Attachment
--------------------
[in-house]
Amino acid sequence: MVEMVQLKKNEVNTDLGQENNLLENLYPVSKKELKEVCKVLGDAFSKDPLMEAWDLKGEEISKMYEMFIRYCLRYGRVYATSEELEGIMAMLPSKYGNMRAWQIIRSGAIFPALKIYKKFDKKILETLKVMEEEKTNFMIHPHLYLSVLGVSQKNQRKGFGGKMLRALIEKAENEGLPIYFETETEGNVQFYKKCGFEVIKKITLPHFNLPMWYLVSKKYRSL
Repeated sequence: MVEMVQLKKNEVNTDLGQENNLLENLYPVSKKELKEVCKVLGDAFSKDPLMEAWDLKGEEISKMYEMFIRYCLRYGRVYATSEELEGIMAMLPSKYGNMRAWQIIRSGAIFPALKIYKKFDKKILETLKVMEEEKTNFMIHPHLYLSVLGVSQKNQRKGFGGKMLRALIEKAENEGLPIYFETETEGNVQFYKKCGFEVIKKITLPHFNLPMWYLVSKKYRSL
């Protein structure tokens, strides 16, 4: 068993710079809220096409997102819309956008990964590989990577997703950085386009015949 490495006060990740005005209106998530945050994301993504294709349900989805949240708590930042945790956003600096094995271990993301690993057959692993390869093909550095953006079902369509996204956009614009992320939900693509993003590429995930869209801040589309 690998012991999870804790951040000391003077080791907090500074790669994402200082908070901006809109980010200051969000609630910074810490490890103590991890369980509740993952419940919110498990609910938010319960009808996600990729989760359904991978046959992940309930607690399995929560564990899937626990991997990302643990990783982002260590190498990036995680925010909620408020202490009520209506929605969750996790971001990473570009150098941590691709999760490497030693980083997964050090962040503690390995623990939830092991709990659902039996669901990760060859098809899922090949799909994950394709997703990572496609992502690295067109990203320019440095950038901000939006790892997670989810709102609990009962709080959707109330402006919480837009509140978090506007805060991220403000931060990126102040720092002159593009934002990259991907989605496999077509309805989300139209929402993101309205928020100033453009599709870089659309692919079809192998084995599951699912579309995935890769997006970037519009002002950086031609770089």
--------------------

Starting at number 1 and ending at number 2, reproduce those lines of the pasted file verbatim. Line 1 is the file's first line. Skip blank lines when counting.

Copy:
[in-house]
Amino acid sequence: MVEMVQLKKNEVNTDLGQENNLLENLYPVSKKELKEVCKVLGDAFSKDPLMEAWDLKGEEISKMYEMFIRYCLRYGRVYATSEELEGIMAMLPSKYGNMRAWQIIRSGAIFPALKIYKKFDKKILETLKVMEEEKTNFMIHPHLYLSVLGVSQKNQRKGFGGKMLRALIEKAENEGLPIYFETETEGNVQFYKKCGFEVIKKITLPHFNLPMWYLVSKKYRSL